I want to prove the trig identities $\sin(-\theta)=-\sin(\theta)$ and that $\cos(-\theta)=\cos(\theta)$. I realize I can prove it by drawing out the radius when it is rotated by $\theta$, and the radius when it is rotated by $-\theta$ for each magnitude of rotation.

However, I want I more elegant proof. I want to show that since $\theta$ rotates the radius counterclockwise, and -theta rotates the radius clockwise, by definition, a radius rotated by $-\theta$ will be equals to a radius rotated by $\theta$ reflected vertically. I am not sure how to show this, though. Can someone help me? If this can proved, this give me a far more elegant way to prove that $\sin(-\theta)=-\sin(\theta)$ and that $\cos(-\theta)=\cos(\theta)$ than by simply drawing it out.

  • 1
    $\begingroup$ What's your definition of sine and cosine? $\endgroup$ Jun 26 '18 at 5:51
  • $\begingroup$ Sine theta = y, cosine theta = x. $\endgroup$
    – Ethan Chan
    Jun 26 '18 at 5:52
  • 1
    $\begingroup$ "Simply drawing it out" is very elegant. $\endgroup$
    – Doug M
    Jun 26 '18 at 5:55
  • $\begingroup$ Take the derivative of $\sin(-x)+\sin(x)$. $\endgroup$ Jun 26 '18 at 6:07
  • $\begingroup$ @EthanChan Please recall that if the OP is solved you can evaluate to accept an answer among the given, more details here meta.stackexchange.com/questions/5234/… $\endgroup$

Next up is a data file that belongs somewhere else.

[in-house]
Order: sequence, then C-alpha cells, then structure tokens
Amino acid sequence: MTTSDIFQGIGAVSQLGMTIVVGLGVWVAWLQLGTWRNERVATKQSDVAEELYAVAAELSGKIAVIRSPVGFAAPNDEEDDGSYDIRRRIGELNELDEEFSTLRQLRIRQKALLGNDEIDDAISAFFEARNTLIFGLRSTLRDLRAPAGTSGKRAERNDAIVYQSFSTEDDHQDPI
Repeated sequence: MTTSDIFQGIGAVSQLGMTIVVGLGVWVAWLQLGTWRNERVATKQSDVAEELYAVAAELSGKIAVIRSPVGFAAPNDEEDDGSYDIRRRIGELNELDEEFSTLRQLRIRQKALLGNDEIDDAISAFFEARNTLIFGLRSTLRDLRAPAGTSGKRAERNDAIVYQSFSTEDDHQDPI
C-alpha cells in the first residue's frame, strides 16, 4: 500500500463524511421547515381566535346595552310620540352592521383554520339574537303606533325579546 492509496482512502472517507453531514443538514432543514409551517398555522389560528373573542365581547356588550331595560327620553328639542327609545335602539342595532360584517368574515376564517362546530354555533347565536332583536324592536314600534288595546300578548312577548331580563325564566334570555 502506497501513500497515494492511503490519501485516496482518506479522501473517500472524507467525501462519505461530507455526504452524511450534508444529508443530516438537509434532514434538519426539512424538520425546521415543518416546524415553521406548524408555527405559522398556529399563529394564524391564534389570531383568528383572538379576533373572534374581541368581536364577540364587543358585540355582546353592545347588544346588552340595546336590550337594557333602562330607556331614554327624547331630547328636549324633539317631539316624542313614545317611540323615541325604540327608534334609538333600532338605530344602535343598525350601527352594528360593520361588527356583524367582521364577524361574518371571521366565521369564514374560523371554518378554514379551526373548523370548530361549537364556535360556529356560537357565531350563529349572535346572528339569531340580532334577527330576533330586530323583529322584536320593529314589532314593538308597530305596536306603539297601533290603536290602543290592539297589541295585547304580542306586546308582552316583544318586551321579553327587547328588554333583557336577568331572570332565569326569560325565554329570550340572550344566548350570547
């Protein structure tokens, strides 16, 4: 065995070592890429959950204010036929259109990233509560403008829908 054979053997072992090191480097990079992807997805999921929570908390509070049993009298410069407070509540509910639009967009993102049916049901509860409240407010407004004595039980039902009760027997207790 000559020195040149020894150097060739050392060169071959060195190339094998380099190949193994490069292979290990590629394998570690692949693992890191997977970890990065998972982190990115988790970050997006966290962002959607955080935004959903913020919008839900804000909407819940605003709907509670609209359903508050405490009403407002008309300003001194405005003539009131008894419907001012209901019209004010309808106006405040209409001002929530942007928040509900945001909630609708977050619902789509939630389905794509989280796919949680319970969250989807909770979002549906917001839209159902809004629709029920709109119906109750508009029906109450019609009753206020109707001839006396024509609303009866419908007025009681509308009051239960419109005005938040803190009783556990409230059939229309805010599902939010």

– user
    Aug 5 '18 at 20:59

The best way to prove is directly by the definition of $\cos \theta$ and $\sin \theta$ as coordinates of the point $P(x,y)$ on the trigonometric circle.

Indeed changing

$$\theta \to -\theta \implies P(x,y)\to P(x,-y)$$

since the operation $\theta \to -\theta$ corresponds to a reflection with respect to the $x$ axis.

  • $\begingroup$ I see, but I still not sure how to prove that if the end point of a radius rotated by theta= (x,y), the end point of a radius rotated by -theta will be equals to (x,-y). $\endgroup$
    – Ethan Chan
    Jun 26 '18 at 5:51
  • $\begingroup$ Revise the definition for trigonometric circle and trigonometric functions, we don’t need any other knowledge to derive these identities. $\endgroup$
    – user
    Jun 26 '18 at 5:54
  • $\begingroup$ Okay, I think I now get y this is the case when theta is <=180 degrees. But after that, I find it kind of hard to visualize why the above is still true by definition. Can you help me clarify? $\endgroup$
    – Ethan Chan
    Jun 26 '18 at 5:58
  • $\begingroup$ make a sketch of the trigonometric circle and try with some different cases $\endgroup$
    – user
    Jun 26 '18 at 6:01

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